Letters To The Editor
July 01, 2009 - MidWeek
Wrong on Akaka
In his column “Is It Time To Kill The Akaka Bill?” Bob Jones’ flawed understanding of the bill misrepresents facts and leads to a conclusion that is at best, faulty; at worst, ignorant.
Mr. Jones says that he can’t seem to get his sympathies wrapped around what he calls the “Native Hawaiian Government Recognition Proposal.” We are not after his sympathies, but we would appreciate him getting the facts straight, starting with the name of the bill: the Native Hawaiian
Government Reorganization Act. Mr. Jones asserts that the legislation is “clearly” race based. This is simply not the case: It is based on the political status of the indigenous people of Hawaii, the Native Hawaiians.
Neil Abercrombie has always championed this legislation in the U.S. House, long before his gubernatorial run. Our congressional delegation understands the U.S.‘s responsibility to the native people whose lands became part of the United States of America.
Agencies like the Office of Hawaiian Affairs are meant to help Hawaiians set back by a tumultuous history, which no one is trying to rewrite - we’re simply trying to mitigate the effects.
Mr. Jones’most ignorant statement is that “we’d be better off continuing to integrate Hawaiians into the fabric of the state.” Native Hawaiians have been the fabric of these islands since time immemorial. The argument is not over giving governance to a bloodline, but rather restoring some semblance of sovereignty to an indigenous people whose sovereignty was forcefully suppressed.
Mr. Jones correctly points out that American Indians and Alaska Natives have a process of federal recognition, and without the same kind of recognition for Native Hawaiians, programs that benefit Hawaiians could be struck down in the courts. Joe Garcia, a tribal leader and president of the National Congress of American Indians, said in congressional testimony in support of the Akaka Bill, “This is a matter of fundamental fairness. Like American Indians and Alaska Natives, Native Hawaiians deserve the right to determine their own future.”
For the latest on the federal recognition for Native Hawaiians, visit NativeHawaiians.com. All may not agree on the Akaka Bill, but we feel that it is the best way forward, affirming history by opening up a process to move forward from the injustices of the past.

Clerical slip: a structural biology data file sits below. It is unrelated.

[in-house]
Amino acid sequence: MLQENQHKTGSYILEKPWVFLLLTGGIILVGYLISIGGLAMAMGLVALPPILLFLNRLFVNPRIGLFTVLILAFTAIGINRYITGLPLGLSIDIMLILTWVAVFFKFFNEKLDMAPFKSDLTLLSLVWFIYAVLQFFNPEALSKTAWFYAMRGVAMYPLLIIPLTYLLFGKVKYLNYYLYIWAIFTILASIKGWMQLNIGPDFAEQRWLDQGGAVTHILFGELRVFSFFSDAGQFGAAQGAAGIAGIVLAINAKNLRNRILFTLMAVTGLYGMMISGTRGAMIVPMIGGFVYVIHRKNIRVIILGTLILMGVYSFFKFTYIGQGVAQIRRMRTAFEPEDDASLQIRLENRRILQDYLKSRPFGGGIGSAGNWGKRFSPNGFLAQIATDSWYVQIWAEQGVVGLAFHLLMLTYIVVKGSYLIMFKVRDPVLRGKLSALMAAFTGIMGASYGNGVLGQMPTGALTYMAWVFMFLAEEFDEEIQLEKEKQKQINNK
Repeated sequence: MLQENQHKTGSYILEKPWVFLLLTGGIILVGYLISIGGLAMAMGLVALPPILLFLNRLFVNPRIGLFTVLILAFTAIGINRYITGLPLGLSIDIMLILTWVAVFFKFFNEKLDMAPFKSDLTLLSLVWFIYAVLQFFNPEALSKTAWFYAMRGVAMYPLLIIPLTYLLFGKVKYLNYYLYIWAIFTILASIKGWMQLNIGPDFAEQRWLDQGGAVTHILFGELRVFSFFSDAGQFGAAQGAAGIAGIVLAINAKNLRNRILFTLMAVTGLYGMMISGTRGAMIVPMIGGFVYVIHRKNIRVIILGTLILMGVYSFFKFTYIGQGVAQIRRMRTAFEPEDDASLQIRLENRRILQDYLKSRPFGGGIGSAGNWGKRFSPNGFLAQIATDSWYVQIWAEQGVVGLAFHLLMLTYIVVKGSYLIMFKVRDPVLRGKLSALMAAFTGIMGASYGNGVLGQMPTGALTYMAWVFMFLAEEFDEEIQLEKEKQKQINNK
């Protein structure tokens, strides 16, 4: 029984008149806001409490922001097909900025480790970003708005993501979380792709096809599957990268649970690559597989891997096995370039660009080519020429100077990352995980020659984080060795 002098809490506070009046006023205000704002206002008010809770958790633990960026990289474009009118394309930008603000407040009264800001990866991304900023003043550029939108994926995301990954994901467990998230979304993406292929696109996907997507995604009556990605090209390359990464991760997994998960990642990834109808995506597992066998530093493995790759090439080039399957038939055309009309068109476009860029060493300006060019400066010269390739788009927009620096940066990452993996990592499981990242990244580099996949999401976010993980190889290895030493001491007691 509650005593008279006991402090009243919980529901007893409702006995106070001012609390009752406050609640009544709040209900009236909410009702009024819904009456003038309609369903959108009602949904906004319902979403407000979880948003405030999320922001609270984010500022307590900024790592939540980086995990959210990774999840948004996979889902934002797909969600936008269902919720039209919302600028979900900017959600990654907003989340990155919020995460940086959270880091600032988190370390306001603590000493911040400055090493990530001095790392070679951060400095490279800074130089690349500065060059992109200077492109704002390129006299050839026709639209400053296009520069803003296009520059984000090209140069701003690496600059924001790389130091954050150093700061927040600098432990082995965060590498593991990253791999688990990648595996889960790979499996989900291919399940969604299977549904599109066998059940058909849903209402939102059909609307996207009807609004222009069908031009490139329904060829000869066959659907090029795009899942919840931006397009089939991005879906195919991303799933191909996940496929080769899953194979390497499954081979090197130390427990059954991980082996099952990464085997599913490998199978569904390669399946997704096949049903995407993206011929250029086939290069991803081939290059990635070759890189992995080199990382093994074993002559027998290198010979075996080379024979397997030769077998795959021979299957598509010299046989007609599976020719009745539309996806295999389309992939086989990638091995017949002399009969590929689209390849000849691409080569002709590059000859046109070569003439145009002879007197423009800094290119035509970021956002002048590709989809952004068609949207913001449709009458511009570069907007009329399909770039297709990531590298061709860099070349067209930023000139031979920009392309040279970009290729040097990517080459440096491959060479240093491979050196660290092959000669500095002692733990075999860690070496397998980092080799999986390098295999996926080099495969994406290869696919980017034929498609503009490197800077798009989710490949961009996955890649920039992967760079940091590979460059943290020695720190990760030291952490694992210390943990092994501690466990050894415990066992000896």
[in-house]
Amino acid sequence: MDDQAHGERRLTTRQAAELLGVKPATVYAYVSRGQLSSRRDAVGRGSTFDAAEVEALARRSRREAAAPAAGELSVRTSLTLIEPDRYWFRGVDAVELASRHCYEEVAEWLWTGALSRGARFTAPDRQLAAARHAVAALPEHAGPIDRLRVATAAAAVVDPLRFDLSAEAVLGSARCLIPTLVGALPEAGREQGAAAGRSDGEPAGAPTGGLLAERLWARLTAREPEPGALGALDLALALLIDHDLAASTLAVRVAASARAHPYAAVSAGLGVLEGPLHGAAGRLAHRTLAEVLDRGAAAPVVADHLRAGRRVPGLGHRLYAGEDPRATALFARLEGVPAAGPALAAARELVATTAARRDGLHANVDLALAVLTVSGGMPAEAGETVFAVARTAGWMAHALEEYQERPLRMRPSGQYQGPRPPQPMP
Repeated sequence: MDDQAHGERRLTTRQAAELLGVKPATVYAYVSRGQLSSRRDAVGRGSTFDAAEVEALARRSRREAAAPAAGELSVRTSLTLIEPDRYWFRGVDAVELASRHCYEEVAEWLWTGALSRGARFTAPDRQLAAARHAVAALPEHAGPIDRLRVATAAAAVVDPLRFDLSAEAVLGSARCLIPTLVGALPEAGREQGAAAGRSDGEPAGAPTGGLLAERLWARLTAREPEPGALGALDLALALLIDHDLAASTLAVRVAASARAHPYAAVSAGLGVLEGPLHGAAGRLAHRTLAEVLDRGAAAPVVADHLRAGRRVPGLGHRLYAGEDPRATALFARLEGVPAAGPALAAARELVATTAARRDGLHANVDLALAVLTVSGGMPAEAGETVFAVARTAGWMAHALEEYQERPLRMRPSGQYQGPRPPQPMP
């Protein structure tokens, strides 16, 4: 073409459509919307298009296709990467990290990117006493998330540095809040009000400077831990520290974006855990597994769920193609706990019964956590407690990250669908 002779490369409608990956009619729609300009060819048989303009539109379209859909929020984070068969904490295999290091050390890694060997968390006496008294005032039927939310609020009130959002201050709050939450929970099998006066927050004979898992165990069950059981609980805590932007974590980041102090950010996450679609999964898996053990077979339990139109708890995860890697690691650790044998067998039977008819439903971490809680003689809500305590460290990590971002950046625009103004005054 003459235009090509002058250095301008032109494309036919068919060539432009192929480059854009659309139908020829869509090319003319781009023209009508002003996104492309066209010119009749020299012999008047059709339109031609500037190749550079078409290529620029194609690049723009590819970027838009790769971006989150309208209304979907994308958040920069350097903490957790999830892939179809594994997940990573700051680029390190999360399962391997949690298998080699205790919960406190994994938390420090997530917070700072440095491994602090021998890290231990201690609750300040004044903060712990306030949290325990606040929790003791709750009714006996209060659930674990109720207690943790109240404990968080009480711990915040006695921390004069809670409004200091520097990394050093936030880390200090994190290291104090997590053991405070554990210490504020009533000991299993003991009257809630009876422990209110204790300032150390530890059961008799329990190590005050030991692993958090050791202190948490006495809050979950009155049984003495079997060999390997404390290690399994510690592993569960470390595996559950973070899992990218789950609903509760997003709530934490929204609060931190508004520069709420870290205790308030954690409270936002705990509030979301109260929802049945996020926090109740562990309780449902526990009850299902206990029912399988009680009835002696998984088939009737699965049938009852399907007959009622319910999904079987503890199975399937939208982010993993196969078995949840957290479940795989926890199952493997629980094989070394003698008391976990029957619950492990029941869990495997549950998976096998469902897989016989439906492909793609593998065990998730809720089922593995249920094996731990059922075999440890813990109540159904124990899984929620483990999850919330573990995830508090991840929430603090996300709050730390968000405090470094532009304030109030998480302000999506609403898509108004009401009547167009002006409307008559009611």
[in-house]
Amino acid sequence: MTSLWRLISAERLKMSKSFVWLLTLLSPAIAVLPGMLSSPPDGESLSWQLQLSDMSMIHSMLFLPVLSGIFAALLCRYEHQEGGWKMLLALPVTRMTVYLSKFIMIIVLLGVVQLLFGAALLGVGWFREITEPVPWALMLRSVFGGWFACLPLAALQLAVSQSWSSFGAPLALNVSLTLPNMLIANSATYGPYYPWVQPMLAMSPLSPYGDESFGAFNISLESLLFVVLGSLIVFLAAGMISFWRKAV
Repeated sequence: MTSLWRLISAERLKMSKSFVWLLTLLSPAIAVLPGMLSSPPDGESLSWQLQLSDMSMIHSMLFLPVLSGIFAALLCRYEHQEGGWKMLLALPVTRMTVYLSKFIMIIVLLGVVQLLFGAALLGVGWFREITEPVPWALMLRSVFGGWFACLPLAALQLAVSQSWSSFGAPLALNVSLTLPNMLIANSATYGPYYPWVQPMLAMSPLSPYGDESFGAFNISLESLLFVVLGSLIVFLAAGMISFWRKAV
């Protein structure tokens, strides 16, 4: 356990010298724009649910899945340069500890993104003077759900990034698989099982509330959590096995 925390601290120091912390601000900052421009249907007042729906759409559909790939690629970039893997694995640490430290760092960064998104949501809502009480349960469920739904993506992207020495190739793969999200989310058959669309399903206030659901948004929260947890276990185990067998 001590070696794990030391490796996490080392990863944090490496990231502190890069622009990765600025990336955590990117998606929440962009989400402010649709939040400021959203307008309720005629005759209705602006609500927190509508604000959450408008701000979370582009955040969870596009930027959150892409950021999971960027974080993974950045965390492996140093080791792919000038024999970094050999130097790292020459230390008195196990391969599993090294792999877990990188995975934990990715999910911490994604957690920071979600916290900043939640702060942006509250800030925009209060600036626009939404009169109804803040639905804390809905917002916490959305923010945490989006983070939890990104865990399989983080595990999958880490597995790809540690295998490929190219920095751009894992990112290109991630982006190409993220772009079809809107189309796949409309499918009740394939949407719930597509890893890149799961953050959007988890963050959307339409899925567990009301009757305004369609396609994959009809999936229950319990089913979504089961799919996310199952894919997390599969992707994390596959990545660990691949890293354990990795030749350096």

Chairperson, Board of Trustees
Office of Hawaiian Affairs
It’s hate speech
Pretty arrogant, don’t you think, referring to yourself (as John L. Busekrus did in his June 24 letter) as part of a “silent majority.” I have no idea how many people agreed with my earlier letter on Jerry Coffee’s Muslim Day column. Judging from letters to MidWeek, I gather more than just a few. But I won’t be so foolish as to claim majority status.
Mr. Coffee’s column went beyond civil discussion and disagreement. It attempted to paint a large group of people as evil based on quotations from ancient religious text. As I and several other letter-writers have pointed out, the same kinds of outrageous quotations exist in the Hebrew and Christian Bibles.
Hate speech is defined as speech that attacks a person or group on the basis of race, religion, gender or sexual orientation. Mr. Coffee’s “opinion” didn’t stop at just objecting to yet another special day being established by the Legislature. He attacked the day because it was for Muslims - and that constitutes hate speech. (Mr. Busekrus’ letter does the same thing.)
Our Constitution protects our right to say just about any stupid thing we want. But if we are going to rise above the self-destructive behavior of the last eight years, people of conscience need to speak out against those who abuse that right to society’s detriment. They can start with Coffee and move on up to Limbaugh, Coulter, Hannity, Malkin and others who incite hatred for a living. I am not talking censorship here, I am talking vociferous feedback. Maybe an “outspoken majority” can keep these folks from flying too far off the handle.
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